Physician-scientists are medical doctors who contribute significant effort toward scientific research and play an integral role in the advancement of medical knowledge. They provide a unique perspective to the research community through first-hand experience with patients and the problems they face, but they also have the research skills to directly address those problems. Examples include Edward Jenner, a physician who created the smallpox vaccine, and Frederick Banting, who isolated and discovered the therapeutic potential of insulin. Modern physician-scientists continue to carry on the tradition of excellency established by these earlier physician-scientists, though they are becoming a smaller part of the biomedical workforce.
Being a MD/PhD student looking to become a physician-scientist is a time-consuming process that requires both medical and research training. Research training can be done at various times such as during fellowship, in a research year during medical school, or by completing a PhD. The latter is frequently offered in a dual-degree program in which research and medical training are integrated over approximately 8 years. This is an ideal route for those people interested in effectively translating basic science findings into the clinic.
Over the past 4 years, I’ve often been asked by undergraduates interested in a career as a physician-scientist to describe my daily life as a dual-degree MD/PhD student. Yet, I have not because my days are so variable that I’ve found it difficult to provide a simple but accurate description. The reason for this is that my school has us begin by working on our PhD and completing the first year of medical school courses decompressed throughout our years in graduate school. Upon completion of our dissertation, we then commit to medical school full-time for the remaining 3 years. Thus, the daily life in different stages of the program can be drastically different and difficult to summarize.
However, in light of the recent threat to graduate student finances via the luckily failed #gradtax, I’ve recognized the need to share my experience not only for the hopeful physician-scientist trainees but also for the public who benefits from the training of future physician-scientists. Maintenance of a highly trained physician-scientist workforce is crucial for our continued progress in improving healthcare in our country.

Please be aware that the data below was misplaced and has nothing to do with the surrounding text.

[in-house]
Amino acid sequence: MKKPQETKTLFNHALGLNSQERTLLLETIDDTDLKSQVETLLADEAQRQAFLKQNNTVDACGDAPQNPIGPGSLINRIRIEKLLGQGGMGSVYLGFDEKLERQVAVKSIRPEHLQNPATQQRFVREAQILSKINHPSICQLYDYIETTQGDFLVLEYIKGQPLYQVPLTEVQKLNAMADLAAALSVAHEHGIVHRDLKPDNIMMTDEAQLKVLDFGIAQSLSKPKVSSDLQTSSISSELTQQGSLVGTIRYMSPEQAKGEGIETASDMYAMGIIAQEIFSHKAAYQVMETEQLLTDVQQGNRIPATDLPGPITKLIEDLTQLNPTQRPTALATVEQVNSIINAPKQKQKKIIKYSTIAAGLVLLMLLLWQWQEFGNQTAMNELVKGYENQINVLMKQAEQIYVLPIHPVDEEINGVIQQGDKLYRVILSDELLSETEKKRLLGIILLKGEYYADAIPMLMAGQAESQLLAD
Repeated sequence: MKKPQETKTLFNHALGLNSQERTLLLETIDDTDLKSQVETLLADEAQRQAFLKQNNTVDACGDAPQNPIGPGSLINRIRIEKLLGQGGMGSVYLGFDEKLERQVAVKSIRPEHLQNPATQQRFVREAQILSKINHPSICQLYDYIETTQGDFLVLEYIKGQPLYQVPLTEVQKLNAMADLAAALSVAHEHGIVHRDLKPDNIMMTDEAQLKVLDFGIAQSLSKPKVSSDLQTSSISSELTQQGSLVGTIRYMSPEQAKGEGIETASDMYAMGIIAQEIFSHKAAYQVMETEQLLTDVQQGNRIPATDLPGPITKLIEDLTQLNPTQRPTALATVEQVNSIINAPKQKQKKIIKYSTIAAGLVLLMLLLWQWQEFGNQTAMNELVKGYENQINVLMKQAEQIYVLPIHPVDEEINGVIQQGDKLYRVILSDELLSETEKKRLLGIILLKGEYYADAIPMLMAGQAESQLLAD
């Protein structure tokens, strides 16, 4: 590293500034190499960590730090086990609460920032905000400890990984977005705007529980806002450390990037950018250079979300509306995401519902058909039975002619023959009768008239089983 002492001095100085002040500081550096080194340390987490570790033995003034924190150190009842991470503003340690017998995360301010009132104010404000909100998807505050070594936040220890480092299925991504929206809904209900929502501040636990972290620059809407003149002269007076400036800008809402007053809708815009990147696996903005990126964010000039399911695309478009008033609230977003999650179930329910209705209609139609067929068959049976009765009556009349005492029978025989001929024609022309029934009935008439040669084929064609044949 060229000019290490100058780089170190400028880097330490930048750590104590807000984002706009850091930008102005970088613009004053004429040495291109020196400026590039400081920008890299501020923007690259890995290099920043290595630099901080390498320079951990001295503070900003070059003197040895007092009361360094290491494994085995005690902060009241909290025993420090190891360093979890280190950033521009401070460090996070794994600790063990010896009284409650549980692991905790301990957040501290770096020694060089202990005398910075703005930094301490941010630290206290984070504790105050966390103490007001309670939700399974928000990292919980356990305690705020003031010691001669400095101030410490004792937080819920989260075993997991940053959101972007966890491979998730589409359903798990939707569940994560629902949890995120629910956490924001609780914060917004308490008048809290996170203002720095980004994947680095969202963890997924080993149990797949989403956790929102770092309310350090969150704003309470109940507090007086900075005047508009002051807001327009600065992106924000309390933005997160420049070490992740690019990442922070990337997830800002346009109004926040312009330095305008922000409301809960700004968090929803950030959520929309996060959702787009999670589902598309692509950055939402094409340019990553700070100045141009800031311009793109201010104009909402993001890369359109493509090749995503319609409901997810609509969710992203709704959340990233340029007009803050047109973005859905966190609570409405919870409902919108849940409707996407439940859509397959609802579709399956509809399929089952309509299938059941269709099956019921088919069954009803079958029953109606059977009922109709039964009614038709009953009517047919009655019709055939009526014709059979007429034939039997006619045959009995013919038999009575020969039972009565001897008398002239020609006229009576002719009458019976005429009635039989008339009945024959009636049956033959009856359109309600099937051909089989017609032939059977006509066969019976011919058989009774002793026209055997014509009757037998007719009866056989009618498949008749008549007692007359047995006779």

My daily life as a MD/PhD student during the graduate school stage can generally be divided into research, coursework, teaching, and participation in extracurricular organizations. Not all of these happen in the same day, but they have often overlapped. For example, there’s been days when I’ve had 4 hours of required medical school activities in the morning and 4 hours of teaching in the afternoon, and I’ve had to stay late to get my work in lab done.
Other days, I’ve taught my undergraduate class about blood cells in the morning only to go to medical school histology lab in the afternoon to be taught about blood cells. I’ve also come home from a 15-hour day in lab to start grading, and I’ve taken committee calls for my extracurricular organizations while working in the lab.
Some weeks I’ve had so many required medical school classes that I haven’t been able to get much done in lab. Other weeks, I’ve been fairly free from required classes and able to work on my own schedule in the lab. Every now and then I’ve taken a rare weekend day to work from home.
Thus, my daily routine not only varies on my stage of but also the semester and sometimes on the week or even on the day.
While much of the overlap in my days is unique for the structure of my program, the actual activities are more generalizable. Medical school activities are much more consistent across programs, with lectures, labs, shadowing/interviewing patients, and studying comprising the majority of the early medical training. Graduate training activities, however, depend on the area of research. As a biologist, my work consists of collecting, processing, and analyzing samples, prepping for experiments, organizing data, reading papers, writing papers/grants, cleaning the lab, and stocking supplies. I also meet with my professor as needed, mentor undergraduates, participate in my lab’s weekly journal club, and attend weekly lab meetings. In the semesters that I’ve taught, I’ve added approximately 20 hours of teaching prep, active classroom time, grading, proctoring, office hours, and TA meetings to my schedule each week. On top of this are extracurricular activities such as serving on committees, attending conference calls, planning events, and writing Almost Docs articles.
A day in the life of a MD/PhD student may be highly variable, but the culmination of these different days is a well-trained physician-scientist. Research, clinical, and teaching skills are all required for a physician-scientist, and additional service such as volunteering or planning scientific events can be preparation for holding leadership positions. A major component of dual-degree training is not only developing these skills but also learning to integrate them. For those of you considering this pathway, what’s most important to know is that they days may be long, but it is worth it.